Frequently Asked Questions – Step Up For Kids
Why do a Step Up for Kids Day?
Because millions of American children live in poverty…millions are alone every day after school… millions have no early learning opportunities….millions are abused and neglected.
Because every child deserves a shot at the American Drea
m. That will only happen when we close the ever-widening opportunity gap facing America’s children. When every child gets a fair chance at success, America’s families, communities and the economy benefit.
What is Step Up for Kids Day?
Step Up is an annual special, non-partisan, nationwide event, sponsored by the Every Child Matters Education Fund (ECMEF) and co-sponsored by many other national, state, and local organizations (such as Prevent Child Abuse America, Child Care Aware of America, the National Women’s Law Center). It brings together thousands of people in the fall to show widespread public support for kids and working families. It calls upon the Administration, Congress, state legislatures, governors, mayors, and local officials to make our nation’s children a top priority. Events take place on the steps of the state capitols and other appropriate venues.
What are the desired outcomes of Step Up for Kids Day?
- Raising public awareness of the needs of children and families in the U.S.
- Getting candidates for and officials at every level of government to present their plans for closing the opportunity gap.
- Getting the media to cover the children and family issues and how state and federal governments are making the policy decisions to meet their needs.
- Making America’s children a national political and policy priority.
- Closing the investment gap that is growing ever larger when it comes to America’s children.
- Encouraging non-voters to register and everyone to vote with kids’ well-being in mind.
What should the event look like?
ECM encourages each state to come up with an event design that works best for them. It should be an event that is fun but has a serious message.
- Where? When feasible, the event should be held in a public, easily accessible venue.
- Focus? It should focus on children’s needs/issues in the individual state.
- Audience/Participants? A sizeable number of children’s advocates, including service providers (early education teachers, after-school personnel, members of the medical community), parents, grandparents, and children themselves should be present at the event, as well as legislators, other public officials, and members of the media.
- Speakers? Speakers at the event should include some service providers and advocates, children and families with their own stories, a pediatrician…and these speakers (or at least one of them) should be well-known enough to draw attention. If you plan to have politicians speaking at your event, in order to insure that you do not go outside of the lines specified by 501(c)(3) regulations, only include those who are not seeking election or re-election during 2016. This will help shelter the lead organization from any perception of electioneering.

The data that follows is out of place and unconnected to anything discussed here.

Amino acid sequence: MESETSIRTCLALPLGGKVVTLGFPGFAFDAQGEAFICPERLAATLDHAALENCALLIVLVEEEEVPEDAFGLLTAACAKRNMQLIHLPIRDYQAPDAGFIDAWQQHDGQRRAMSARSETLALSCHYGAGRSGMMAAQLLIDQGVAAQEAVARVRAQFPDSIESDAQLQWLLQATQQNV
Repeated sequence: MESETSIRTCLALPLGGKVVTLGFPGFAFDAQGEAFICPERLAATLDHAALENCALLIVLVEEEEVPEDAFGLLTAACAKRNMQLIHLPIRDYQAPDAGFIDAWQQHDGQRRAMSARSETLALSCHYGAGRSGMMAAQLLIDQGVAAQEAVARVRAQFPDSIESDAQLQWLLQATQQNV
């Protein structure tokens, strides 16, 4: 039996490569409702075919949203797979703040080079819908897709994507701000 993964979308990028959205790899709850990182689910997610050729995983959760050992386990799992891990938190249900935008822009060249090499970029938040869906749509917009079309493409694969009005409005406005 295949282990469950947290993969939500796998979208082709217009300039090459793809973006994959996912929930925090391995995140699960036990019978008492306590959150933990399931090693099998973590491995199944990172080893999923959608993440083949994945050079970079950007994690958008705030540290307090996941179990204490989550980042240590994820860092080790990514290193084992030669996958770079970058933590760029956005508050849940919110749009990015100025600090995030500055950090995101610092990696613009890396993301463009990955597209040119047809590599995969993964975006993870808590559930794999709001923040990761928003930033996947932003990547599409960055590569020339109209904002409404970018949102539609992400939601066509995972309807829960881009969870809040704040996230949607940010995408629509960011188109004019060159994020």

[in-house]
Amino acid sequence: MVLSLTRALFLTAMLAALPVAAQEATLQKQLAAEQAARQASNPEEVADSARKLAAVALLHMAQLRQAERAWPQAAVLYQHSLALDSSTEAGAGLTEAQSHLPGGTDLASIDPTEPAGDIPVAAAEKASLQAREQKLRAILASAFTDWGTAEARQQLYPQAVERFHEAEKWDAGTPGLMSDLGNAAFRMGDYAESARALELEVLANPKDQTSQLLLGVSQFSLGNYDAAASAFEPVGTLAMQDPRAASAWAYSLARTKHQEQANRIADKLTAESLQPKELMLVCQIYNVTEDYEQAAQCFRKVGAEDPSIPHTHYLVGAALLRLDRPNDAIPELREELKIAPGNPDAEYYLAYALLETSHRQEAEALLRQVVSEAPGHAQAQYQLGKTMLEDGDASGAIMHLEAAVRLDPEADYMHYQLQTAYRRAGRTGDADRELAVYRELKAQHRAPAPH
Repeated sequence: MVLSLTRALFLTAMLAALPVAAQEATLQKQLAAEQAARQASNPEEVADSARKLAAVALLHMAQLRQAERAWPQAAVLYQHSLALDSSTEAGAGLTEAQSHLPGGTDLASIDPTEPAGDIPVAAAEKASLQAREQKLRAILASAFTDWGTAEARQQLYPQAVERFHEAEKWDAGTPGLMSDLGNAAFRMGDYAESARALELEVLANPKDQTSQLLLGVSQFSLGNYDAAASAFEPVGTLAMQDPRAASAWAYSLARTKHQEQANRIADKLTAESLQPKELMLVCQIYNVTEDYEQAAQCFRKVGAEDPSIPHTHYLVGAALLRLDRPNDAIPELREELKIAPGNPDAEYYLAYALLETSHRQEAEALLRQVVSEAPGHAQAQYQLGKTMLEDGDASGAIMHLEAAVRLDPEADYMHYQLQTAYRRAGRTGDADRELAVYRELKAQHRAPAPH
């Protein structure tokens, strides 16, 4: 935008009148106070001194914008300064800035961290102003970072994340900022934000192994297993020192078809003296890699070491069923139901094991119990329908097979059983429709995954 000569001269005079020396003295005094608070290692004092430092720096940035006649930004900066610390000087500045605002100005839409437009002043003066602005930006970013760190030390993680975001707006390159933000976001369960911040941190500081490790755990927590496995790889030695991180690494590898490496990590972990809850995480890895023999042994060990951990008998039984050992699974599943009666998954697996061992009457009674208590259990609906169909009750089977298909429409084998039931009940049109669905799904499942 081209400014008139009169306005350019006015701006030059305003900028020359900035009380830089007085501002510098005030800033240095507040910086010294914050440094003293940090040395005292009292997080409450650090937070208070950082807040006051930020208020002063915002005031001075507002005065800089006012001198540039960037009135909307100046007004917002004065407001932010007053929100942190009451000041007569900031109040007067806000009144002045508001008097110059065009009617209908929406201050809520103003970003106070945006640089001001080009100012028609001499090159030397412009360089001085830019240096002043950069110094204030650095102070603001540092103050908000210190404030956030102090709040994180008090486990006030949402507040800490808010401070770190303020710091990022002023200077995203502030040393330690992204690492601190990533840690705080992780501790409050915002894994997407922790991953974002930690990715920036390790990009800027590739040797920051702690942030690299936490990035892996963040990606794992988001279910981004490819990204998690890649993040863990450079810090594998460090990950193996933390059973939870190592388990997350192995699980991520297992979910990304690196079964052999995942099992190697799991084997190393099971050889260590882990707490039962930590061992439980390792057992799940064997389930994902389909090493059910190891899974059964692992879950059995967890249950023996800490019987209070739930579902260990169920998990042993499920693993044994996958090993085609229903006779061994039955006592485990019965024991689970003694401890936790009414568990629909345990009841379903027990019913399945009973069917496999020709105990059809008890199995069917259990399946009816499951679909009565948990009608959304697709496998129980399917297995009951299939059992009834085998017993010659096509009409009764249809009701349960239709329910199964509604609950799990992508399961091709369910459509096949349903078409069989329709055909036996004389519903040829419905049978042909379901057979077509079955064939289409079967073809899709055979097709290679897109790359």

- Entertainment? Past years’ events included performances, games and activities for children and parents, give-away items, etc.
- Refreshments? Many groups have included refreshments at their events, many of them donated.
- Action? Participants should call upon all elected and appointed officials to make kids a top priority and shift spending accordingly. They should also make sure to be registered to vote and to vote.
Must all events be held on the specific date established?
No. While it’s great to have a good number of states holding an event on that day for the additional national attention it potentially can carry, having events on different days that simply work better is fine.
What types of groups are involved?
All types of child-friendly groups have expressed interest, including:
- state affiliates or networks of ChildCare Aware of America, formerly the National Association for Child Care Resource and Referral Agencies
- state affiliates or networks of Prevent Child Abuse America
- network members of the Partnership for America’s Children
- state affiliates of the National Association of Social Workers
- state Head Start Associations
- after-school programs
- nurses associations
- youth groups
- United Ways
- counties, cities
- state human services departments
- interfaith organizations
What does Every Child Matters provide?
- Materials—banners, posters, rally signs, t-shirts, bumper stickers, flyers
- Technical assistance: conference calls, tool kits including “how-to’s,” time lines, talking points, sample event designs, etc.
- Media notification
- E-mails to ECM state lists as desired
Will the event or its organizers be supporting candidates or political parties on this day?
No! ECM is a 501(c)(3) non-partisan organization. Our “candidates” are the needs of children and families. Candidates are welcome to attend the event, but there will be no partisan discussion or electioneering.
Who should interested organizations and individuals contact?
If your state doesn’t already have a lead organization or interested organizations listed (go to the Every Child Matters website: www.everychildmatters.org and click on your state to make that determination), please contact Ursula Ellis at email@example.com.